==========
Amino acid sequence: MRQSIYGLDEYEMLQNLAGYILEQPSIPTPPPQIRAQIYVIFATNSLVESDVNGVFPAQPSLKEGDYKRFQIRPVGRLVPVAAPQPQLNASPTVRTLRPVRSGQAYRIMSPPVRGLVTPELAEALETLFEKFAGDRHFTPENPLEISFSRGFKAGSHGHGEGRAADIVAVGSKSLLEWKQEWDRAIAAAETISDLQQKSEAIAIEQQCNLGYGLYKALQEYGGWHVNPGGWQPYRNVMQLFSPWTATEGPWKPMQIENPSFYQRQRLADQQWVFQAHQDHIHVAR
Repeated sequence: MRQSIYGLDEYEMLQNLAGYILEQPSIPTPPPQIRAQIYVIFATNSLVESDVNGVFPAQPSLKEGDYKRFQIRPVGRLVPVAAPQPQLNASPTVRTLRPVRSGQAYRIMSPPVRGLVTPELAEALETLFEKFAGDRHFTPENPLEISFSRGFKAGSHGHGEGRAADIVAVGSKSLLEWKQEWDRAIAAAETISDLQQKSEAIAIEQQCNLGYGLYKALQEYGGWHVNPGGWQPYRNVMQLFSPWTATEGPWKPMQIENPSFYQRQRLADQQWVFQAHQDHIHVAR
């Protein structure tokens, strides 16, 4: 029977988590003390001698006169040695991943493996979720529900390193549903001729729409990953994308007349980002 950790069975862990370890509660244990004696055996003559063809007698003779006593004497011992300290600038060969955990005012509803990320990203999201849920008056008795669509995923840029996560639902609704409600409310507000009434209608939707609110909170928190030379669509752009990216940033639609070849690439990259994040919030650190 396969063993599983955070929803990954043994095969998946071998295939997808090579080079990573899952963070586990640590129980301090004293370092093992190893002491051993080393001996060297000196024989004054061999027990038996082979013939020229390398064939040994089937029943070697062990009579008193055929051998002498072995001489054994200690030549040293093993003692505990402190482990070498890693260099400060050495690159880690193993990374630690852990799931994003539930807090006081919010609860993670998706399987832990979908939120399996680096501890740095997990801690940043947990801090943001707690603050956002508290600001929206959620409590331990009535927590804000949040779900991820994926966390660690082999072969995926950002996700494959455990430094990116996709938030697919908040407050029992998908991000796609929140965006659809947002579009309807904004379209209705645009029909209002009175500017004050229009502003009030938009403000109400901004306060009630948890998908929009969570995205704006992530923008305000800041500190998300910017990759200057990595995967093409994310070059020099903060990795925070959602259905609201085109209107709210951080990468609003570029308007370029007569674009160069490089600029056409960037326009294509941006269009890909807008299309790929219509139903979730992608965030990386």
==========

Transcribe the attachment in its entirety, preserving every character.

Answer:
Amino acid sequence: MRQSIYGLDEYEMLQNLAGYILEQPSIPTPPPQIRAQIYVIFATNSLVESDVNGVFPAQPSLKEGDYKRFQIRPVGRLVPVAAPQPQLNASPTVRTLRPVRSGQAYRIMSPPVRGLVTPELAEALETLFEKFAGDRHFTPENPLEISFSRGFKAGSHGHGEGRAADIVAVGSKSLLEWKQEWDRAIAAAETISDLQQKSEAIAIEQQCNLGYGLYKALQEYGGWHVNPGGWQPYRNVMQLFSPWTATEGPWKPMQIENPSFYQRQRLADQQWVFQAHQDHIHVAR
Repeated sequence: MRQSIYGLDEYEMLQNLAGYILEQPSIPTPPPQIRAQIYVIFATNSLVESDVNGVFPAQPSLKEGDYKRFQIRPVGRLVPVAAPQPQLNASPTVRTLRPVRSGQAYRIMSPPVRGLVTPELAEALETLFEKFAGDRHFTPENPLEISFSRGFKAGSHGHGEGRAADIVAVGSKSLLEWKQEWDRAIAAAETISDLQQKSEAIAIEQQCNLGYGLYKALQEYGGWHVNPGGWQPYRNVMQLFSPWTATEGPWKPMQIENPSFYQRQRLADQQWVFQAHQDHIHVAR
């Protein structure tokens, strides 16, 4: 029977988590003390001698006169040695991943493996979720529900390193549903001729729409990953994308007349980002 950790069975862990370890509660244990004696055996003559063809007698003779006593004497011992300290600038060969955990005012509803990320990203999201849920008056008795669509995923840029996560639902609704409600409310507000009434209608939707609110909170928190030379669509752009990216940033639609070849690439990259994040919030650190 396969063993599983955070929803990954043994095969998946071998295939997808090579080079990573899952963070586990640590129980301090004293370092093992190893002491051993080393001996060297000196024989004054061999027990038996082979013939020229390398064939040994089937029943070697062990009579008193055929051998002498072995001489054994200690030549040293093993003692505990402190482990070498890693260099400060050495690159880690193993990374630690852990799931994003539930807090006081919010609860993670998706399987832990979908939120399996680096501890740095997990801690940043947990801090943001707690603050956002508290600001929206959620409590331990009535927590804000949040779900991820994926966390660690082999072969995926950002996700494959455990430094990116996709938030697919908040407050029992998908991000796609929140965006659809947002579009309807904004379209209705645009029909209002009175500017004050229009502003009030938009403000109400901004306060009630948890998908929009969570995205704006992530923008305000800041500190998300910017990759200057990595995967093409994310070059020099903060990795925070959602259905609201085109209107709210951080990468609003570029308007370029007569674009160069490089600029056409960037326009294509941006269009890909807008299309790929219509139903979730992608965030990386």